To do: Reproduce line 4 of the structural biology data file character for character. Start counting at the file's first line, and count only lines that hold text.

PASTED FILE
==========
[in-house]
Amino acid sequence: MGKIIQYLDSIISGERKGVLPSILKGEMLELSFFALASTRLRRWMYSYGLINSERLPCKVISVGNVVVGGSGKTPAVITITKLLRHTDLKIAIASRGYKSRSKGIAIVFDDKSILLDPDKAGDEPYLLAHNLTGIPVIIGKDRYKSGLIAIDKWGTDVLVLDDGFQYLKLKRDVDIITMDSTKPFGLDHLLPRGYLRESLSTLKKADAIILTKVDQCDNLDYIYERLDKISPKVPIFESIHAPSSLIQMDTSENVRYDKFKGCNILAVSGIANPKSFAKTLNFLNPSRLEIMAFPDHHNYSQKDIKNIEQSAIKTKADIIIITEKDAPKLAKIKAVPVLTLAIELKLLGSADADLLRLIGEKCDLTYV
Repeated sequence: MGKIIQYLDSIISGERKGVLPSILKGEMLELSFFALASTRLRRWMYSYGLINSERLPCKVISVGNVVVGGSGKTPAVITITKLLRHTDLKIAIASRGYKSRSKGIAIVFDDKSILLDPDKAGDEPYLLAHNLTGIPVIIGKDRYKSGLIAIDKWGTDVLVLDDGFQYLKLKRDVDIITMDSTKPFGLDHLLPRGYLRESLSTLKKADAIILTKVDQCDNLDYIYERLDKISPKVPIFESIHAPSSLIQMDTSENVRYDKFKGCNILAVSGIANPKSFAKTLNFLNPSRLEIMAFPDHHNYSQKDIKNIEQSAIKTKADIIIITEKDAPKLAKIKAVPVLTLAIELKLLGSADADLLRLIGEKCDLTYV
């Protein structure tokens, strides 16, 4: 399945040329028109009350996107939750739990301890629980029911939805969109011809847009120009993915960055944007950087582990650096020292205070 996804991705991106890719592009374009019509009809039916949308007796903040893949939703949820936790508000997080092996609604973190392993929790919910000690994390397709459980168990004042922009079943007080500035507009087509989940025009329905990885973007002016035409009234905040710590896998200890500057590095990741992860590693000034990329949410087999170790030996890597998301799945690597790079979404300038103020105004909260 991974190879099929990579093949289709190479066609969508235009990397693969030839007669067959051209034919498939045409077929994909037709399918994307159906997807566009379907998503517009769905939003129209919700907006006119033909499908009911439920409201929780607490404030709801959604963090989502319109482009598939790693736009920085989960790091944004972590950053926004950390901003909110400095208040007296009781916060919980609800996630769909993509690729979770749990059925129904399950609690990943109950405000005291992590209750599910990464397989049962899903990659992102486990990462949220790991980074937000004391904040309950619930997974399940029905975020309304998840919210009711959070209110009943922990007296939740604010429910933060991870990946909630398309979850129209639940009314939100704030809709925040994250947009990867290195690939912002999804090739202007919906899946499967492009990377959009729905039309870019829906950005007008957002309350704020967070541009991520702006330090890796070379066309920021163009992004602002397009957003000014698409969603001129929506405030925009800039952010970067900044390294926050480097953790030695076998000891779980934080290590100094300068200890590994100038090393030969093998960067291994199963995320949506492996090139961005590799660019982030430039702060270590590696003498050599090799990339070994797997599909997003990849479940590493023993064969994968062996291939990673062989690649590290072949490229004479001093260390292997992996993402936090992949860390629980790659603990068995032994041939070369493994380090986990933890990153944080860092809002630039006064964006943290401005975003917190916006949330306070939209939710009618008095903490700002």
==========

């Protein structure tokens, strides 16, 4: 399945040329028109009350996107939750739990301890629980029911939805969109011809847009120009993915960055944007950087582990650096020292205070 996804991705991106890719592009374009019509009809039916949308007796903040893949939703949820936790508000997080092996609604973190392993929790919910000690994390397709459980168990004042922009079943007080500035507009087509989940025009329905990885973007002016035409009234905040710590896998200890500057590095990741992860590693000034990329949410087999170790030996890597998301799945690597790079979404300038103020105004909260 991974190879099929990579093949289709190479066609969508235009990397693969030839007669067959051209034919498939045409077929994909037709399918994307159906997807566009379907998503517009769905939003129209919700907006006119033909499908009911439920409201929780607490404030709801959604963090989502319109482009598939790693736009920085989960790091944004972590950053926004950390901003909110400095208040007296009781916060919980609800996630769909993509690729979770749990059925129904399950609690990943109950405000005291992590209750599910990464397989049962899903990659992102486990990462949220790991980074937000004391904040309950619930997974399940029905975020309304998840919210009711959070209110009943922990007296939740604010429910933060991870990946909630398309979850129209639940009314939100704030809709925040994250947009990867290195690939912002999804090739202007919906899946499967492009990377959009729905039309870019829906950005007008957002309350704020967070541009991520702006330090890796070379066309920021163009992004602002397009957003000014698409969603001129929506405030925009800039952010970067900044390294926050480097953790030695076998000891779980934080290590100094300068200890590994100038090393030969093998960067291994199963995320949506492996090139961005590799660019982030430039702060270590590696003498050599090799990339070994797997599909997003990849479940590493023993064969994968062996291939990673062989690649590290072949490229004479001093260390292997992996993402936090992949860390629980790659603990068995032994041939070369493994380090986990933890990153944080860092809002630039006064964006943290401005975003917190916006949330306070939209939710009618008095903490700002």